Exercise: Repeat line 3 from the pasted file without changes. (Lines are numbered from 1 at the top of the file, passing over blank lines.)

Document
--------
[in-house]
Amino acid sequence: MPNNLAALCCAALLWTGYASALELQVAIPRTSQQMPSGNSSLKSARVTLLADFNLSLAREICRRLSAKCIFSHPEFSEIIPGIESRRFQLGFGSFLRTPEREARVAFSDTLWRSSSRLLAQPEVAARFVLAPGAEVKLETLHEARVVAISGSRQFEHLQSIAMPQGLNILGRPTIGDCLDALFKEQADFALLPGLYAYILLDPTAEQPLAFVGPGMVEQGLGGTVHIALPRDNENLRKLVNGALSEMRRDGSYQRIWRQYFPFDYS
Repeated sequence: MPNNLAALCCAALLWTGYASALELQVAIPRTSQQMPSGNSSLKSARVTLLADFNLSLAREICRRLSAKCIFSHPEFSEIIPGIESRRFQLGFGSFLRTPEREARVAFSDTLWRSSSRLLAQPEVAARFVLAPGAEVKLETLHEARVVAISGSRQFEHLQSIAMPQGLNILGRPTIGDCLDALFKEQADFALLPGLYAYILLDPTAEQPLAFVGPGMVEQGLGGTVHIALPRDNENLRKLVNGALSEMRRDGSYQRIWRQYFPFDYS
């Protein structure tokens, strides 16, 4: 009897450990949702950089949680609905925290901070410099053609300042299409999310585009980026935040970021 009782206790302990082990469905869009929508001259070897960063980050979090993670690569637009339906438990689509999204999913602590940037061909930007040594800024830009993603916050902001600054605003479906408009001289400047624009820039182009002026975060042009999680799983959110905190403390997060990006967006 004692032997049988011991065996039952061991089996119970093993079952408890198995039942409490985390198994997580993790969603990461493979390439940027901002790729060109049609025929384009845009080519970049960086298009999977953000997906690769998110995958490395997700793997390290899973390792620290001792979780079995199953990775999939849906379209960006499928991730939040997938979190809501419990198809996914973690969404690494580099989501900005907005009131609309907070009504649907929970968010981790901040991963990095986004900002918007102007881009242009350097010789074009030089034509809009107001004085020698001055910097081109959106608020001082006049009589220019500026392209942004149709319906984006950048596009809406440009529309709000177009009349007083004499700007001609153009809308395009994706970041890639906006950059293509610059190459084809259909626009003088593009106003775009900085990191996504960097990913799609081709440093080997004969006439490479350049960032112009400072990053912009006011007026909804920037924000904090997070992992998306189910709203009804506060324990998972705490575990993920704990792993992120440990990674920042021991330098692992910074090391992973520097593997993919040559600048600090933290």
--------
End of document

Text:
Repeated sequence: MPNNLAALCCAALLWTGYASALELQVAIPRTSQQMPSGNSSLKSARVTLLADFNLSLAREICRRLSAKCIFSHPEFSEIIPGIESRRFQLGFGSFLRTPEREARVAFSDTLWRSSSRLLAQPEVAARFVLAPGAEVKLETLHEARVVAISGSRQFEHLQSIAMPQGLNILGRPTIGDCLDALFKEQADFALLPGLYAYILLDPTAEQPLAFVGPGMVEQGLGGTVHIALPRDNENLRKLVNGALSEMRRDGSYQRIWRQYFPFDYS